Us Seniors

Elder et Soeur Arn & Jody

Saturday, September 20


We went back to Bordeaux to get Arnold's carte de sejour. We had to appear in person so that entailed another trip. We again rode the TGV train. The only connections we could get made it so we had to stay an extra day. We went up early Tuesday morning and came home Thursday afternoon.

We met with the Bordeaux Zone Leaders and they told us that Tracey, one of the amis they had been teaching before we left, was going to be baptized. She and her boyfriend had gotten married as one step towards baptism. They both want to be baptized. Tracey is from Africa so she had to go back to get the marriage legalized there. They will be baptized as soon as that is taken care of. It was an interesting story how she was initially contacted. Elder Warren and Elder Stucker were riding on the bus. Elder Warren had a distinct impression to talk to her, but someone else began talking to him and suddenly it was the Elders' bus stop at their apartment, so Elder Warren thought he had missed his chance. Tracey, however, got off at the same bus stop and began walking in the same direction as the Elders. They struck up a conversation, and, as it turns out, she lives in the same apartment complex as the Elders. In fact, she lives right across the hall from them. She is from Africa but speaks English better than French and was so happy to find someone to talk about religion that could speak English. She had been looking a long time for this. After the Elders talked with her and made an appointment to teach her later, they returned to their apartment. A few minutes later there was a loud knock on their door. It was Tracey's boyfriend. The Elders were afraid he was mad at their talking to his girlfriend. Quite the contrary. He thanked them so much because Tracey had been looking for so long and was so very happy to have met them. She then came to church every Sunday after that. It was nice because JoAnn felt that she could help Tracey with her English at church. Tracey's boyfriend soon started coming to church also and now they are planning to be baptized. The Lord truly does work miracles everyday.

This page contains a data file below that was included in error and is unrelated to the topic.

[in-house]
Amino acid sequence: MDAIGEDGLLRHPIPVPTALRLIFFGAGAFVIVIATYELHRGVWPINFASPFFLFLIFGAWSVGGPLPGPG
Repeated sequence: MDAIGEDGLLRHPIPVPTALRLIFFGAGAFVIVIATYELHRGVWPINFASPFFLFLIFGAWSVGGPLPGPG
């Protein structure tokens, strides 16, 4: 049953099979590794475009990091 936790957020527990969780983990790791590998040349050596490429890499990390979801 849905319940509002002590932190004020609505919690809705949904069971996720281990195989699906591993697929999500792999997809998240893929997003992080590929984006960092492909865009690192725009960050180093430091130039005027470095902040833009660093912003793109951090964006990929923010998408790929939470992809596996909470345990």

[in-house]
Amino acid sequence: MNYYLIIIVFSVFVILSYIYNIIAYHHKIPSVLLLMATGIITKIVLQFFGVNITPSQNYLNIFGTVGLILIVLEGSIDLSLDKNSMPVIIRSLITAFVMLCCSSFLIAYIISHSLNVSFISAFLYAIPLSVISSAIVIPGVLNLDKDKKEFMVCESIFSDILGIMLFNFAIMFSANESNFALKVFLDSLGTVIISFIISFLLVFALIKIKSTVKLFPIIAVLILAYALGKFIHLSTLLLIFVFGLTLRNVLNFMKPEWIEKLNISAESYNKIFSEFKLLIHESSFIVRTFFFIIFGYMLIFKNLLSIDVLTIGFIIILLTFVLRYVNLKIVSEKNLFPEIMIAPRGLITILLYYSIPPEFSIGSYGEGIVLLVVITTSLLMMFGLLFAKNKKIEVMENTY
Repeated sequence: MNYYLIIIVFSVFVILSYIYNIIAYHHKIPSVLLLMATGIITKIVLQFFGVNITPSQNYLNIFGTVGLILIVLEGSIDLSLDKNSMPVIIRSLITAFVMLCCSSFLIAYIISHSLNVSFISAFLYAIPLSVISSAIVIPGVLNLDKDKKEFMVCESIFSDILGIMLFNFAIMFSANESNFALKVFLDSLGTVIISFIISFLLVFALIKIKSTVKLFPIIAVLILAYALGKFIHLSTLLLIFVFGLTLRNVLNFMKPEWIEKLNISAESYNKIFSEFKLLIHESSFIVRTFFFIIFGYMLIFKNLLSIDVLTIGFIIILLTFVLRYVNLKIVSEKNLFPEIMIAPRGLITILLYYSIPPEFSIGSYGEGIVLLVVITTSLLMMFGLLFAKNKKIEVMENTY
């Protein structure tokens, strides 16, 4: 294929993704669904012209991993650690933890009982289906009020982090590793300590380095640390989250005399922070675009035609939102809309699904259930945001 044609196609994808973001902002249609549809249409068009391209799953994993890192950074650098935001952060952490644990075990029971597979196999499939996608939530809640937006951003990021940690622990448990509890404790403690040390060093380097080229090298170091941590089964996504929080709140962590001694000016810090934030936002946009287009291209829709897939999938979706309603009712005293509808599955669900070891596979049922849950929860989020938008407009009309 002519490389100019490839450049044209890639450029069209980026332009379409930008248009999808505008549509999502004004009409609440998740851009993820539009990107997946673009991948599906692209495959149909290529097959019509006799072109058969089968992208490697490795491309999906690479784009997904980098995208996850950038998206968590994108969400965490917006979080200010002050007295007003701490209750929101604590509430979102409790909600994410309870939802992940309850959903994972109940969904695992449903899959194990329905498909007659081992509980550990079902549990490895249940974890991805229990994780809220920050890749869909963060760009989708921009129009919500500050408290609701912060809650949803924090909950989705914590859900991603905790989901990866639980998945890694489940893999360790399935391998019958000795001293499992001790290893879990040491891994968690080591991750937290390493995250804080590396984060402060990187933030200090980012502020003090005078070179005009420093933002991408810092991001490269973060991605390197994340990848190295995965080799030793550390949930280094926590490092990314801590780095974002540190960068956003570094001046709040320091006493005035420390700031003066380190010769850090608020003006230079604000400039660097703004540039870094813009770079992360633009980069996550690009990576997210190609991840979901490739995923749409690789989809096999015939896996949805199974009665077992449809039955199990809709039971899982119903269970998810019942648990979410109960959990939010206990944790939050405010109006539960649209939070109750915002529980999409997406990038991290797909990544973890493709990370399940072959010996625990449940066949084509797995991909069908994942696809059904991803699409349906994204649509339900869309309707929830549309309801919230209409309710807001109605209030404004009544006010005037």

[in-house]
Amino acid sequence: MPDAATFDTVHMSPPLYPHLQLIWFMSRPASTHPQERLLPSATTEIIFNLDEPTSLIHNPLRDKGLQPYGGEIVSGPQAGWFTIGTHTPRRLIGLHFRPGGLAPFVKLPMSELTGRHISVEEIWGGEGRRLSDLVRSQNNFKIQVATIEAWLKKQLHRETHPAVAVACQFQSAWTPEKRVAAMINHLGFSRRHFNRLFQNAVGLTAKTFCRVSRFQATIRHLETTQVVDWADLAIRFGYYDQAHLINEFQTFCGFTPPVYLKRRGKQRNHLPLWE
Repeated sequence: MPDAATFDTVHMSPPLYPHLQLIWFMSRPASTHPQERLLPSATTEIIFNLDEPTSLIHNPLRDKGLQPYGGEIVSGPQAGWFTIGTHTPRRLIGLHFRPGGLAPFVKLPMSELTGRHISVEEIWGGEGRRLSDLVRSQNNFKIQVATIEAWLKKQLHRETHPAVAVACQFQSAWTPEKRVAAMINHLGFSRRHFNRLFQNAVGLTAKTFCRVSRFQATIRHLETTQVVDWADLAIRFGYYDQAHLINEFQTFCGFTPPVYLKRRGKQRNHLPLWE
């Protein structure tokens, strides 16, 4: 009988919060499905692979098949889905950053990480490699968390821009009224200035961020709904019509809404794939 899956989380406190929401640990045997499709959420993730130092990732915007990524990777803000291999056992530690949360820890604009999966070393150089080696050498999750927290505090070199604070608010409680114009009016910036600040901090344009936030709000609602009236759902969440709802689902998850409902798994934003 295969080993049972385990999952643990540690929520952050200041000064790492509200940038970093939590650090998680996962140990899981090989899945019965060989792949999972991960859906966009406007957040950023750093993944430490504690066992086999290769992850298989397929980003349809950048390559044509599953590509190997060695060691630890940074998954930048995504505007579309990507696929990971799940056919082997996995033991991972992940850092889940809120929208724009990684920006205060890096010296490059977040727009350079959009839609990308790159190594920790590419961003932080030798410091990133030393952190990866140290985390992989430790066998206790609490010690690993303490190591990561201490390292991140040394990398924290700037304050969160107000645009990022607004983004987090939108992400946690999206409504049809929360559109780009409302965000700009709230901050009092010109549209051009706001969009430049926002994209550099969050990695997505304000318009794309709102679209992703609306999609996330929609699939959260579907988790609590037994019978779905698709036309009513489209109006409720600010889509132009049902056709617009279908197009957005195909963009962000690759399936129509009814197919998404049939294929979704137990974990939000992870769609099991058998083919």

We stayed at the Ibis Hotel near the Prefecture's office. It was a very lovely hotel. The one with the kitchen that we stayed in last time was all booked up. This one didn't have a kitchen, but it did have a lovely dining room with a wonderful breakfast buffet. In the evening they also had a dessert buffet that looked fantastic, but we didn't get a chance to try that one.

This is a view from the window in the hallway of the hotel. We stayed on the 11th Floor. It shows some of the rooftops of Bordeaux and the ever present cranes. Trying to build or rebuild in Bordeaux is very difficult without these huge cranes to maneuver the construction equipment and materials in the tight spaces of the city.Out of another window was this view of Saint Catherine Cathedral.

The tram stopped just outside of our hotel. We bought day passes, and, after completing some business, including finally getting Arnold's carte de sejour, we enjoyed touring the city from the comfort of the tram.